Books to satisfy your winter wanderlust

Posted on 20th January 2016 by Sally Campbell
A list of books that will transport you from cold familiar Britain to more exotic and far-flung destinations.

Day-dreaming of turquoise skies? Imagining a sugaring of salt on your lips after swimming in the sea? Longing for adventures in sweltering sunshine with the threat of a monkey stealing your sunglasses? Well, though we can't all afford what travel agents call 'winter sun', we can all vicariously travel via some of the best literature set in warm and exotic locations. 

Here is my selection of the best books to take you miles from Dear Old Blighty and satisfy your winter wanderlust.

So settle down on your sofa/staff room chair/tube seat and drift away.

The Narrow Corner (or any of the writing of) W. Somerset Maugham

W. Somerset Maugham is the outsiders’ laureate, capturing with impressive accuracy what it feels like to travel and be a foreigner abroad. Hugely successful in his lifetime, Maugham has been somewhat forgotten since, which is a shame. His writing has a coolness and a composure, a calm skilfulness that teases out each story to its unexpected and dramatic end. His sense of timing, as a writer, is, I would argue, perfect.

Often in Maugham’s fiction a group of outcasts or loners meet in a remote, exotic place, and before long trouble will brew. His steamy, balmy tales of morality warped in the heat, are theatrical and feisty, while at the same time never descending into predictability.

In The Narrow Corner, the misfits cross paths in the muggy South Seas: a place where every gust of wind from the ocean seems to suggest a storm. Between them, the one female and the three male protagonists have plenty of secrets. As they all embark on a journey together, a maelstrom of desire and jealousy leads to a devastating ending.

Maugham travelled the world, even working for a time as a spy in WW1, and captures the surrealism, the boundless opportunities, the magic, the nonsense, the charm, and the madness of living abroad like no other writer.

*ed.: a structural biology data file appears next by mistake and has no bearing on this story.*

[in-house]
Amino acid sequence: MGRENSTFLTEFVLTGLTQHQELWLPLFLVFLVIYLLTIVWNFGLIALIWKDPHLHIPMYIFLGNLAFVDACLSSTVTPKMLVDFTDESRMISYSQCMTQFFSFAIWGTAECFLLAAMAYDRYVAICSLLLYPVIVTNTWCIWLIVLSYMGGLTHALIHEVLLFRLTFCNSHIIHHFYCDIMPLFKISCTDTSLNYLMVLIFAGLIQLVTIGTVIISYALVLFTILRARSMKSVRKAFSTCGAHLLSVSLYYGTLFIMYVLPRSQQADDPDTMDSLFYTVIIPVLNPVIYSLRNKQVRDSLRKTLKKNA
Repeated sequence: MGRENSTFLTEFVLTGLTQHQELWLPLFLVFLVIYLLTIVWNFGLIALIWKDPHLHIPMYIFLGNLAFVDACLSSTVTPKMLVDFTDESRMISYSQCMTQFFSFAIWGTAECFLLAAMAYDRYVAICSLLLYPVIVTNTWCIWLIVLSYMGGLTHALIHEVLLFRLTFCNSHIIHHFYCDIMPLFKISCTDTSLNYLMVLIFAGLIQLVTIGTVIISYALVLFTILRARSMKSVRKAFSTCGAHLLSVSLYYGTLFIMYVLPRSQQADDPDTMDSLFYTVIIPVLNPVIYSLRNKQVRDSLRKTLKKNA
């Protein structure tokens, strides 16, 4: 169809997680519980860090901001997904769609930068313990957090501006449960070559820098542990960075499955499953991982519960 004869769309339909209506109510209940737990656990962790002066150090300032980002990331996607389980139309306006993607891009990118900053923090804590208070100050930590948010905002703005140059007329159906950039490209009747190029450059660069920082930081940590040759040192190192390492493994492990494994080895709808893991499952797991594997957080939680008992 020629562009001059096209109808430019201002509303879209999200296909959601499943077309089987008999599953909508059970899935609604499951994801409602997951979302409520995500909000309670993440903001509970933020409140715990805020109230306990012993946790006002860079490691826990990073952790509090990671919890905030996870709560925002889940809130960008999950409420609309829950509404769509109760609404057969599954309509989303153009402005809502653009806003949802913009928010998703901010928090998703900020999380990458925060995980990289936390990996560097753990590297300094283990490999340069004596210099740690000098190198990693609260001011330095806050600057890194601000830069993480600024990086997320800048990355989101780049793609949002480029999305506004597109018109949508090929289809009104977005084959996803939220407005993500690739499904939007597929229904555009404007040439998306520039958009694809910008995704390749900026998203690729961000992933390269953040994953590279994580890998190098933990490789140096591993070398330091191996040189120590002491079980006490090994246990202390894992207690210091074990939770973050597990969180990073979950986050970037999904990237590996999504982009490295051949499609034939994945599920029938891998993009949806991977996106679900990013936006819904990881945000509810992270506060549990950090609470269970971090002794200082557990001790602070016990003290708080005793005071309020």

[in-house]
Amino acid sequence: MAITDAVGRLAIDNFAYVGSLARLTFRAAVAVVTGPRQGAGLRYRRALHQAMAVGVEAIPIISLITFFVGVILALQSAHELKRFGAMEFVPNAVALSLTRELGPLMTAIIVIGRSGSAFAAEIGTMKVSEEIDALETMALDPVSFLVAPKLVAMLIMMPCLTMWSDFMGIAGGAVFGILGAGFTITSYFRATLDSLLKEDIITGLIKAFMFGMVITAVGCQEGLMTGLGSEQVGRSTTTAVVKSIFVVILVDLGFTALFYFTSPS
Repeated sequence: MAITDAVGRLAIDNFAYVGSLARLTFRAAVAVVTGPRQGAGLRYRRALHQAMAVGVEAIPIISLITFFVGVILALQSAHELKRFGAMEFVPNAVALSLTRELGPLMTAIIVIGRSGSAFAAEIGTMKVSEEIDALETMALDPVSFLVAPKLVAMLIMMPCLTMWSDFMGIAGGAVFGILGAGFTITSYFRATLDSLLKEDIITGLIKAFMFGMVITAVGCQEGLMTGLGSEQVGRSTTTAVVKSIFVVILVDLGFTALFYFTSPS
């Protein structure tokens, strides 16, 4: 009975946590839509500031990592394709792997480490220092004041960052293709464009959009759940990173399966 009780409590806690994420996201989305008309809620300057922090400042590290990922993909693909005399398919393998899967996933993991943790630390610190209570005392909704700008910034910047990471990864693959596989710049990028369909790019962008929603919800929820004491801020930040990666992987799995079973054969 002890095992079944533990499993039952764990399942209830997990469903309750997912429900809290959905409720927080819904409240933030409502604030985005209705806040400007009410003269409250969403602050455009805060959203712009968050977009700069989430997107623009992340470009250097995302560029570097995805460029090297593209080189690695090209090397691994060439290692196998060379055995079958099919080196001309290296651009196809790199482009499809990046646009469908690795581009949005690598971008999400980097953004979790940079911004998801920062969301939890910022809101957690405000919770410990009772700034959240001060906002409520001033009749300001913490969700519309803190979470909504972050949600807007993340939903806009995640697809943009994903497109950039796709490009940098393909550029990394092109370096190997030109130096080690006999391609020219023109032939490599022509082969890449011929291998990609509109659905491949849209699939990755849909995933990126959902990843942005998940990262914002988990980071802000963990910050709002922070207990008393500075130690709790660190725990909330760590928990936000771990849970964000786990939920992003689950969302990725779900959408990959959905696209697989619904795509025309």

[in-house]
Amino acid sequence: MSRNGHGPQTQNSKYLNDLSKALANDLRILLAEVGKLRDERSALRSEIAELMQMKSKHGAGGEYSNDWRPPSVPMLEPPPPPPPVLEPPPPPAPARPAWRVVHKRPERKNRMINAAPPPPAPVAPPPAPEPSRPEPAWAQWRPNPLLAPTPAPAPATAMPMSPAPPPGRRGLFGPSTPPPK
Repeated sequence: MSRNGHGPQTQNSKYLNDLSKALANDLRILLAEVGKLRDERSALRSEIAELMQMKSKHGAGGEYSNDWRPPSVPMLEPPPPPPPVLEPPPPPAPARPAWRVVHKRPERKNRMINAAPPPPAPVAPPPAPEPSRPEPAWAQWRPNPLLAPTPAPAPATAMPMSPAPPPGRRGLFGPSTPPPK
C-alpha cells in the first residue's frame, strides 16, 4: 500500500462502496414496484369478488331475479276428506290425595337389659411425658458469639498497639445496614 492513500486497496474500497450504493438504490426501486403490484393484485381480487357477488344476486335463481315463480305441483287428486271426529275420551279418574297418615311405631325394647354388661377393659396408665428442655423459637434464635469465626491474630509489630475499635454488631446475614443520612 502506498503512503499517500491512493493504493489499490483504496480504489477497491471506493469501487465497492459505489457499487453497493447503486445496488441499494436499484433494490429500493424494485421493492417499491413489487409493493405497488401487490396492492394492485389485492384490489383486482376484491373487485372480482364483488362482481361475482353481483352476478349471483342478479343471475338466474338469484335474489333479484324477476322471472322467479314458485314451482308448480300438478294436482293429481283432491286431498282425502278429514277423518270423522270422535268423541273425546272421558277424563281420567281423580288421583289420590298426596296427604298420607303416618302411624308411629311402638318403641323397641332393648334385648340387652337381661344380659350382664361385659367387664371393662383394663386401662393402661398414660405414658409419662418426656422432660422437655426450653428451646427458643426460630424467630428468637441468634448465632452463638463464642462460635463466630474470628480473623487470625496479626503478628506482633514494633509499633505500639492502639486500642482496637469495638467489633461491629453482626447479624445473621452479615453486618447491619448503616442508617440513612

Our Man in Havana by Graham Greene

If the thought of a Daiquiri served in the cool under a fan, just out of the hot Cuban sun, makes you sigh, and if you long to experience the decadence and elegance of Pre-Castro Cuba (all politics aside) this book is for you. It also happens to be hilarious.

Graham Greene is known more for his intense, measured dramas – but Our Man In Havana is an exercise in light-heartedness. Satirical and crackling with wit, it is the tale of a very small man becoming embroiled in a very big situation.

Wormwold is a glum vacuum-cleaner salesman in 1950’s Havana at the mercy of his daughter and her extravagant lifestyle. He accepts an offer to become an Mi6 spy, just to receive the much-needed pay-check. With nothing to report, he uses the patterns for Vacuum-cleaners to fabricate information of clandestine military plans. Then, alarmingly, these plans begin to come true…

Espionage has never looked quite so slap-dash. And Havana has literally never looked this way since.

Swimming Home by Deborah Levy

This stunning, slim, unusual book was shortlisted for the Man Booker Prize, and you can see why. It is one of those finely crafted, unembellished novels that appear to have not one single superfluous word. And the pages fly back, trust me.

Two couples and one teenage daughter, arrive at a villa in the hills above Nice, where they intend to spend their summer, only to find a stranger swimming in the pool. The stranger, it would appear, knows one of the holiday-makers very well. Too well. Pretty quickly the situation not just ‘unravels’ but ‘shreds'.

Arguments, history and insecurities all surface, but often nothing is explicitly said. The book works a kind of magic with what it leaves out; this is a story about what each character does not say. Tense, clever, allusive, brave… Swimming Home is astonishing. On publication, The Sunday Times called it: ‘sharp as a wasp sting’.

Worth remembering too: things do not always go well in the heat. 

The Descendants by Kaui Hart Hemmings

The Descendants will make you feel like you have actually been to Hawaii. It is an off-beat, funny and sad novel of the kind that makes you lower the book intermittently and stare off thoughtfully into the distance.